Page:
A 42-year-old hog farmer developed diarrhea six to eight times a day. He reported that occasionally, there was blood and mucus in the stool. He also complained of abdominal colic, tenesmus, nausea, intermittent vomiting and occasional headaches. After five days of dysentery, he went to see his physician. During the discussion regarding his medical history, he indicated he also had mild diarrhea for several months. His past medical history was unremarkable. He had no history of travel outside of the United States.
The examination revealed a well-developed, well-nourished man who appeared to be somewhat uncomfortable with some tenderness over the colon. Stool examinations revealed the following:
This object measured about 70 by 40 microns and was easily seen in the saline wet preparation examination.
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Answer and Discussion of Quiz #18
The image presented in Diagnostic Quiz #18 is the following:
Comment: Although some individuals are asymptomatic, the majority of patients report diarrhea or dysentery. Also, a long period of diarrhea may precede dysentery, as seen in this case. B. coli is the only pathogenic ciliate and is the largest of the protozoa that parasitize humans. The trophozoite is quite large, oval, and covered with short cilia; it measures approximately 50 - 100 (occasionally over 100 microns) by 40 - 70 microns.
The trophozoite can be seen in a wet preparation on lower power. The anterior end is somewhat pointed and has a cytostome (primitive mouth opening); while the posterior end is broadly rounded. The cytoplasm contains many vacuoles with ingested bacteria and debris. There are two nuclei within the trophozoite, one very large bean-shaped macronucleus and the smaller round micronucleus. The organisms normally live in the large intestine. The cyst is formed as the trophozoite moves down the intestine. Nuclear division does not occur in the cyst; therefore, only two nuclei are present. The cysts measure from 50-70 microns in diameter.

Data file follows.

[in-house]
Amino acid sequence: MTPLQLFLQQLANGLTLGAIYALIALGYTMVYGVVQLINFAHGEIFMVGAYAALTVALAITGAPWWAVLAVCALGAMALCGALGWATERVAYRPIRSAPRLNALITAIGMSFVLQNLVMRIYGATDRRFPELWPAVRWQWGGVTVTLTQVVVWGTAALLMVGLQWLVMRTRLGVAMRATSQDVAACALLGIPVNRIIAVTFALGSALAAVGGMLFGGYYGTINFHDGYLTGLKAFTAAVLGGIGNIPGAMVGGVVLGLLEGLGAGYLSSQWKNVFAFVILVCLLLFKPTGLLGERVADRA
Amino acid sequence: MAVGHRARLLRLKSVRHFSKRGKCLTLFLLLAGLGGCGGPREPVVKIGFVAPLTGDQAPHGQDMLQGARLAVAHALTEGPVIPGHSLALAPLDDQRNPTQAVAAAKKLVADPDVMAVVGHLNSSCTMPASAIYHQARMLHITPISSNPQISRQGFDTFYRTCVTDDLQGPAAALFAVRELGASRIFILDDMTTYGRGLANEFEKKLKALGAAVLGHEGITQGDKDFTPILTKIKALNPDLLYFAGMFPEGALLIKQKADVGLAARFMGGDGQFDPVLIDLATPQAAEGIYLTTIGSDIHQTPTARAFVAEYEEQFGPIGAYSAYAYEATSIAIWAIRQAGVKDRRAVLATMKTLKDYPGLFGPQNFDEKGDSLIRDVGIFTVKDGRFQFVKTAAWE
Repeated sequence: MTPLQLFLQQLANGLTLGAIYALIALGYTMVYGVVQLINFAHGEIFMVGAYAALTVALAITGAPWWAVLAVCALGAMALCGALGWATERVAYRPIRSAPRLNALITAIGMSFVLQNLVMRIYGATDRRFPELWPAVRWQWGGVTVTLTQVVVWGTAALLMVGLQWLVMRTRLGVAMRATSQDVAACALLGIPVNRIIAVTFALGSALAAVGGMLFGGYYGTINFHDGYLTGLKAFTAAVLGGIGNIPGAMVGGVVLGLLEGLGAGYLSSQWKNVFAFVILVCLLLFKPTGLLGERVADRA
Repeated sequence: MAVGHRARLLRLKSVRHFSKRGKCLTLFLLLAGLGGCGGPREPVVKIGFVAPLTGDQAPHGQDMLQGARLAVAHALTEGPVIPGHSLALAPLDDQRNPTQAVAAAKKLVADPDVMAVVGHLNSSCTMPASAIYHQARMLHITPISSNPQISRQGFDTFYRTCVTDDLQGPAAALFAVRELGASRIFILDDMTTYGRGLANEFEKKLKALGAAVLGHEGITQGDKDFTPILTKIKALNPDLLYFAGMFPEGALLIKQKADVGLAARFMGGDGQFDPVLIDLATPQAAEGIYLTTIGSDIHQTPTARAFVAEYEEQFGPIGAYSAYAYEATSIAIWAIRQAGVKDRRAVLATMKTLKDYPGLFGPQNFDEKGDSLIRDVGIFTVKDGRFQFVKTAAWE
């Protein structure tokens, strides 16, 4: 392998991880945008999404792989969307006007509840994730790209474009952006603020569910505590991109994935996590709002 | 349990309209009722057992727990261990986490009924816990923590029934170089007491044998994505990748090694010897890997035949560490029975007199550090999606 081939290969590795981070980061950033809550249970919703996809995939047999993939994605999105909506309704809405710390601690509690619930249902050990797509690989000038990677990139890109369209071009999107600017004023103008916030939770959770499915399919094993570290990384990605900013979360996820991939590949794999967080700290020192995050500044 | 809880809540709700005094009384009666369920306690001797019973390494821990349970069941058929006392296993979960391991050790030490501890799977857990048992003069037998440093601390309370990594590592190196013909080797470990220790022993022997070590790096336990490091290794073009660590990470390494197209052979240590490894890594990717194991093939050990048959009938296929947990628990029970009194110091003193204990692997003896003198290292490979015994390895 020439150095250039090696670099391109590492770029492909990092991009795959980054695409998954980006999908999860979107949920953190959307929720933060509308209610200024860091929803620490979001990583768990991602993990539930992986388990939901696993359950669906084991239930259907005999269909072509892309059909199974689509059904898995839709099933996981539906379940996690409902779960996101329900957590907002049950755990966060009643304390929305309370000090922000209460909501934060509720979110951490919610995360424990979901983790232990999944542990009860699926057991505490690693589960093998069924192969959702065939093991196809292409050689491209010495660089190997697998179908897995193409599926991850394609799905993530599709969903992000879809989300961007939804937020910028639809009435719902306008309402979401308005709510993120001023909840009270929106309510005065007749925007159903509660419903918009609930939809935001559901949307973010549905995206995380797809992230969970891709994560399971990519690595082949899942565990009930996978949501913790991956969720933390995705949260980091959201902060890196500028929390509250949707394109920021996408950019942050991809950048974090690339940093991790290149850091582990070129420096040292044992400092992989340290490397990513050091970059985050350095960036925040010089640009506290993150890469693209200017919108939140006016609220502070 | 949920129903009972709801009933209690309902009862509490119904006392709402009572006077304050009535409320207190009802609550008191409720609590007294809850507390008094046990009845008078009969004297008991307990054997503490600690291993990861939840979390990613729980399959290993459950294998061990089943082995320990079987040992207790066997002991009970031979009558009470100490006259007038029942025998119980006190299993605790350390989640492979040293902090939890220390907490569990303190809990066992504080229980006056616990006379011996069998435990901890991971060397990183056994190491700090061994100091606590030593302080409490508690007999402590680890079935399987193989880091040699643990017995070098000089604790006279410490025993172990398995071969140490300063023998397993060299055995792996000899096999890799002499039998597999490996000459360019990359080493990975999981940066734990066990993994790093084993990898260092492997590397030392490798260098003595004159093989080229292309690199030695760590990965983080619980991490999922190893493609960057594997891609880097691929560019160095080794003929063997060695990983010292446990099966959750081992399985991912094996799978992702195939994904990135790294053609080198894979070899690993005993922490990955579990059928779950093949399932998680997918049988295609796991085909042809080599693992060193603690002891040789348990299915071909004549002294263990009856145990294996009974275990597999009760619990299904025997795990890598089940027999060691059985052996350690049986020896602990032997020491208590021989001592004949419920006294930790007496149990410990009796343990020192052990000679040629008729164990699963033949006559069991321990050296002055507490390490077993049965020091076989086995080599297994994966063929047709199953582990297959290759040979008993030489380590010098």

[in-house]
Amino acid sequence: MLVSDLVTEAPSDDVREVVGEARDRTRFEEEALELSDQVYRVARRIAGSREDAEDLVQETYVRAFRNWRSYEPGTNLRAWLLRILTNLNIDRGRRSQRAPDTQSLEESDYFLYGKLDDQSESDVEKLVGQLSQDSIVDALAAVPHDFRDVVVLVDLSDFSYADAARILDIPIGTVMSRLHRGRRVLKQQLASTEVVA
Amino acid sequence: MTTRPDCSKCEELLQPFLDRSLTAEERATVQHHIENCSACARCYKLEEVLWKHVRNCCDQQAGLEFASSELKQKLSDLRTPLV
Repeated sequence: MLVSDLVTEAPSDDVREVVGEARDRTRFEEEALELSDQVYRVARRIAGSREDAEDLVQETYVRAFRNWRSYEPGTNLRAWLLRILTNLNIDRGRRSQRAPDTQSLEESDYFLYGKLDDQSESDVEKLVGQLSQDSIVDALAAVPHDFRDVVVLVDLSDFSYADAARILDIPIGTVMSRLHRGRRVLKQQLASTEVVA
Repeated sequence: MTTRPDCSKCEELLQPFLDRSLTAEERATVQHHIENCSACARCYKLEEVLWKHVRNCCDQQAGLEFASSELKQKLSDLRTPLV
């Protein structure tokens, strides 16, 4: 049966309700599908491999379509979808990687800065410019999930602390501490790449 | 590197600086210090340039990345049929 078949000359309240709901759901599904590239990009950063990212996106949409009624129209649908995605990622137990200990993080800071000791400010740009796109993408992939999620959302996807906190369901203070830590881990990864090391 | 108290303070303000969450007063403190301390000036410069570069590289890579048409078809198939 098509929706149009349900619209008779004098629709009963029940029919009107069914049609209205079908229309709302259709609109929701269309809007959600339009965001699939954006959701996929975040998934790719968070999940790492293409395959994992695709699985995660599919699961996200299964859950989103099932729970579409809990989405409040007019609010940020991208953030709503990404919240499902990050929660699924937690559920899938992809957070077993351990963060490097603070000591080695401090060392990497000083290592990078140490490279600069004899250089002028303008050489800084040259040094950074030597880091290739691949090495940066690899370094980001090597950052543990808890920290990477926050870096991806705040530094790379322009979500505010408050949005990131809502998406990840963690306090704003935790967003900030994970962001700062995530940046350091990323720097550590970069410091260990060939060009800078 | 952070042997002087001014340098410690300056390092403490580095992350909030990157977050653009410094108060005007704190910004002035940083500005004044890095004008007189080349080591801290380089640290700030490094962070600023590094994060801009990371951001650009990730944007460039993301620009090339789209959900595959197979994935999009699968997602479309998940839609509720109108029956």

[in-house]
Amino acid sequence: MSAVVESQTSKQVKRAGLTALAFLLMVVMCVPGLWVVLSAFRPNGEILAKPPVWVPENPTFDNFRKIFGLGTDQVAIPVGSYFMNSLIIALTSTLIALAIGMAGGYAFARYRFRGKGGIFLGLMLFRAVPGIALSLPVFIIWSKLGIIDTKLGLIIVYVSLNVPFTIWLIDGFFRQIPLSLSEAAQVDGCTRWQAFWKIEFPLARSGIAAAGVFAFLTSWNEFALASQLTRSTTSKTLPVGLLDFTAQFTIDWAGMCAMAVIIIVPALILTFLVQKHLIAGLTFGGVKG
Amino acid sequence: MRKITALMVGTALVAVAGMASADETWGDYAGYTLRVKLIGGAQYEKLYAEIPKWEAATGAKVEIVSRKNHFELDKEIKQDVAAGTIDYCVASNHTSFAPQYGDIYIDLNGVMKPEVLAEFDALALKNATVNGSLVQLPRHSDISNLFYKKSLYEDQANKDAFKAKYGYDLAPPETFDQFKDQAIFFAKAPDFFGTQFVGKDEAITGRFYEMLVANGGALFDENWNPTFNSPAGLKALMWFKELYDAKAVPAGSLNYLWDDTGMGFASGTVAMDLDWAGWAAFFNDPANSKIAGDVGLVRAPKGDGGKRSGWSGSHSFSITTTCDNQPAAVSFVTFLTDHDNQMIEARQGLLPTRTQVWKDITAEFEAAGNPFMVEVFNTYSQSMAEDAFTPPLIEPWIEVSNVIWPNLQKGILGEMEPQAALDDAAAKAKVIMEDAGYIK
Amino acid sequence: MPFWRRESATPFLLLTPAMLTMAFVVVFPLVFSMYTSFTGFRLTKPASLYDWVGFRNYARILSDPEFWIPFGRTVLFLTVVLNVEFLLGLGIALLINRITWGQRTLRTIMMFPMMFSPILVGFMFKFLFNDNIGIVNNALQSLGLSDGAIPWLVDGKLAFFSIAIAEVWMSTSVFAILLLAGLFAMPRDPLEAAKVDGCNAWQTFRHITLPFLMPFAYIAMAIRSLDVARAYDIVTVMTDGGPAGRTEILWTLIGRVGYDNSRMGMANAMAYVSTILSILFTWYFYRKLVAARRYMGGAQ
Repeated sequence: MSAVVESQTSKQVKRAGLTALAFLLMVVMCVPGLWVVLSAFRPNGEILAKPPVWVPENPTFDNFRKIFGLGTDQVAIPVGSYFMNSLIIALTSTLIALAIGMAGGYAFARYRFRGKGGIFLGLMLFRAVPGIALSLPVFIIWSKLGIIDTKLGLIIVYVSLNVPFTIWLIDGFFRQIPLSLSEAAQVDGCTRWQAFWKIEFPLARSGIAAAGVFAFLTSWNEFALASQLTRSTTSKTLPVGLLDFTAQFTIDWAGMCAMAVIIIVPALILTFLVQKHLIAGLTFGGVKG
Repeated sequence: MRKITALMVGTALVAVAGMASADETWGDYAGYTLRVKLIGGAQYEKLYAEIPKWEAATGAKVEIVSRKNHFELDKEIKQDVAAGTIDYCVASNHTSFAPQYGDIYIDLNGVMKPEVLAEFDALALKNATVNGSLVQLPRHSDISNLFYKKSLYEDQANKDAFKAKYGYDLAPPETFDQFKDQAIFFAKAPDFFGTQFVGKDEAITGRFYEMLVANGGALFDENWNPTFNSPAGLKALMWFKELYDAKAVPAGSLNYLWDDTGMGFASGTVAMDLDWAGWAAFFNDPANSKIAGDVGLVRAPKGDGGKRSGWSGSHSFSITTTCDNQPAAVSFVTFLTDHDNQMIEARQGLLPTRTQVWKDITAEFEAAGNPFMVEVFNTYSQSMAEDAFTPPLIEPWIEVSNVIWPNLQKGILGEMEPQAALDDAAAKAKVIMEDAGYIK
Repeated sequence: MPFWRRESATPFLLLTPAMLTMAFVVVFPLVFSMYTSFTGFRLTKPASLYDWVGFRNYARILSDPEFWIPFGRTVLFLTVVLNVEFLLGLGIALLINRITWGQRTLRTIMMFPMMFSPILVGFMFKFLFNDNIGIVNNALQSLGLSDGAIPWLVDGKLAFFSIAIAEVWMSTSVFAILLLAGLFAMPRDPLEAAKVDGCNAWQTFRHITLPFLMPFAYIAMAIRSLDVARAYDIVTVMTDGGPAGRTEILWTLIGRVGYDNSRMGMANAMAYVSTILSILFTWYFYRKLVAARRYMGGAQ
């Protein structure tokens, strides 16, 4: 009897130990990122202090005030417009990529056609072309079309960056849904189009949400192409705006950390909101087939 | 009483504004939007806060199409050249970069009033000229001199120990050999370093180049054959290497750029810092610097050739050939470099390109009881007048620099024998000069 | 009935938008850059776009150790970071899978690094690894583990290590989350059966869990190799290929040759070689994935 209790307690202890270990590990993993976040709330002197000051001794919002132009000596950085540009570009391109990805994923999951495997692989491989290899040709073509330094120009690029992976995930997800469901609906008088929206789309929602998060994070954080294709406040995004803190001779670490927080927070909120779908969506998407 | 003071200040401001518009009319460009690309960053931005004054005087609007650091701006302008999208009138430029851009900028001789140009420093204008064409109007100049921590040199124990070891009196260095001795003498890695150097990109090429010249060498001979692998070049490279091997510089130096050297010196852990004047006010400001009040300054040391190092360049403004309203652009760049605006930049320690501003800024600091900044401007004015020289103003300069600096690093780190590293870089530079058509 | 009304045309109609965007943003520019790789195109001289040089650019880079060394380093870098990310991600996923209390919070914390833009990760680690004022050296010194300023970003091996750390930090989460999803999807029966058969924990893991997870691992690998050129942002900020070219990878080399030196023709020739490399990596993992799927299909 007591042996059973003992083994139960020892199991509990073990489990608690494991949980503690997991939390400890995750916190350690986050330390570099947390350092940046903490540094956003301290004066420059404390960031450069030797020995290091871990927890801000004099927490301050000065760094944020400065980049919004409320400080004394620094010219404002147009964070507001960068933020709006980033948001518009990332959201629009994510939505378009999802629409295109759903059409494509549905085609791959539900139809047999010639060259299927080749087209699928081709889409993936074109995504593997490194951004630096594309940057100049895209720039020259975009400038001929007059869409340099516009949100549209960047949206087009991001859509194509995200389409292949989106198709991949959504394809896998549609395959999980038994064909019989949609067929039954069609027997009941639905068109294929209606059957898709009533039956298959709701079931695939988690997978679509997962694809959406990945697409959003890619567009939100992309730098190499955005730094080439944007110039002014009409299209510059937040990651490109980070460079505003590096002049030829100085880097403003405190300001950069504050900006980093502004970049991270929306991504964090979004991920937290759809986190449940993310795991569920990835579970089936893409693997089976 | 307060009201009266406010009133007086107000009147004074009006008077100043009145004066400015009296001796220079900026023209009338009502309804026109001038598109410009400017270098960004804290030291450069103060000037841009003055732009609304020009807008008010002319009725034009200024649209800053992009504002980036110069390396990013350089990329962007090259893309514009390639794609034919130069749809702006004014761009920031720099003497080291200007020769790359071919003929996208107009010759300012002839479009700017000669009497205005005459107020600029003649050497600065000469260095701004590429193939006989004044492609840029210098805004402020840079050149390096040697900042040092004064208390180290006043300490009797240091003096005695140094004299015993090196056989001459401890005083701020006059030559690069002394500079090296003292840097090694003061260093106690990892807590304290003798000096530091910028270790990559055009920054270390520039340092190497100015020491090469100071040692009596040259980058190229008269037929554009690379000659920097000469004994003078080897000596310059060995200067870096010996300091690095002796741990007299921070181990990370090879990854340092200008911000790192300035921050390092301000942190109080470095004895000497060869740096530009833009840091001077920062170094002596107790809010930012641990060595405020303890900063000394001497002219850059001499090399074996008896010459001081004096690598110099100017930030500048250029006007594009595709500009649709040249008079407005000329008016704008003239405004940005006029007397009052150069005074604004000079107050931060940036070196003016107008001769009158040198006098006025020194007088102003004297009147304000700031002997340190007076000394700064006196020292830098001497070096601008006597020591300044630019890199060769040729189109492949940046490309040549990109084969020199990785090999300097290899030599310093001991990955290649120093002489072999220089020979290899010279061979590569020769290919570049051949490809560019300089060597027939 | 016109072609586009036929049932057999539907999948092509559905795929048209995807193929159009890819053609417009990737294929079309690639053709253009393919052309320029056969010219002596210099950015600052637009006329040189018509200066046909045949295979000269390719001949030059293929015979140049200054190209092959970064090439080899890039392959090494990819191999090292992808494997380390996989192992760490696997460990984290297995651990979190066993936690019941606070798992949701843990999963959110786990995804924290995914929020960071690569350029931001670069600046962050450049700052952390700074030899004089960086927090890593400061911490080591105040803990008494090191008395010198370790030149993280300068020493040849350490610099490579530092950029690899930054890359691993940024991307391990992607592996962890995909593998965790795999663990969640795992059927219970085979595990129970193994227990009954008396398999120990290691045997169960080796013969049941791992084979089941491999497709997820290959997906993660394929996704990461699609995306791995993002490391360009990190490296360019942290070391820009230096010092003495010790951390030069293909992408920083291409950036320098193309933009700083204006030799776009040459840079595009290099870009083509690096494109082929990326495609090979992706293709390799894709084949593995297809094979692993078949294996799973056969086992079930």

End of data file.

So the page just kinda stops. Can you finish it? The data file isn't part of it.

In severe cases, there may be tremendous fluid loss, with a type of diarrhea similar to that seen in cholera or in some coccidial or microsporidial infections. B. coli have the potential to invade tissue. On contact with the mucosa, the organism may penetrate the mucosa with cellular infiltration in the area of the developing ulcer. Some of the abscess formations may extend to the muscular layer. The ulcers vary in shape, and the ulcer bed may be full of pus and necrotic debris. As indicated above, the number of cases is small, but extraintestinal disease has been reported (peritonitis, urinary tract, inflammatory vaginitis).
Although diagnosis can be made from examination of wet preparations, identification from the permanent stained smear may be very difficult. These protozoa are so large that they tend to stain very darkly, thus obscuring any internal morphology. B. coli organisms may even be confused with helminth eggs because of their size, particularly when the cilia are not visible.
Tetracycline is currently the drug of choice, although it is considered investigational for this infection. Iodoquinol or metronidazole may be used as alternatives.
Three images of Balantidium coli from a routine stool examination (wet preparation). The first image is the trophozoite seen above in a saline wet preparation (note the presence of the cilia). The middle image shows a cyst photographed in a saline wet mount, but at a somewhat lower magnification. The image on the far right shows a trophozoite photographed from an iodine wet mount; note the large bean-shaped macronucleus.
This is an image showing the cyst as it appears in a permanent stained smear. Occasionally, the cysts and/or trophozoites stain so darkly, they can be confused with helminth eggs. Therefore, the wet preparation examination is recommended for the identification of B. coli organisms.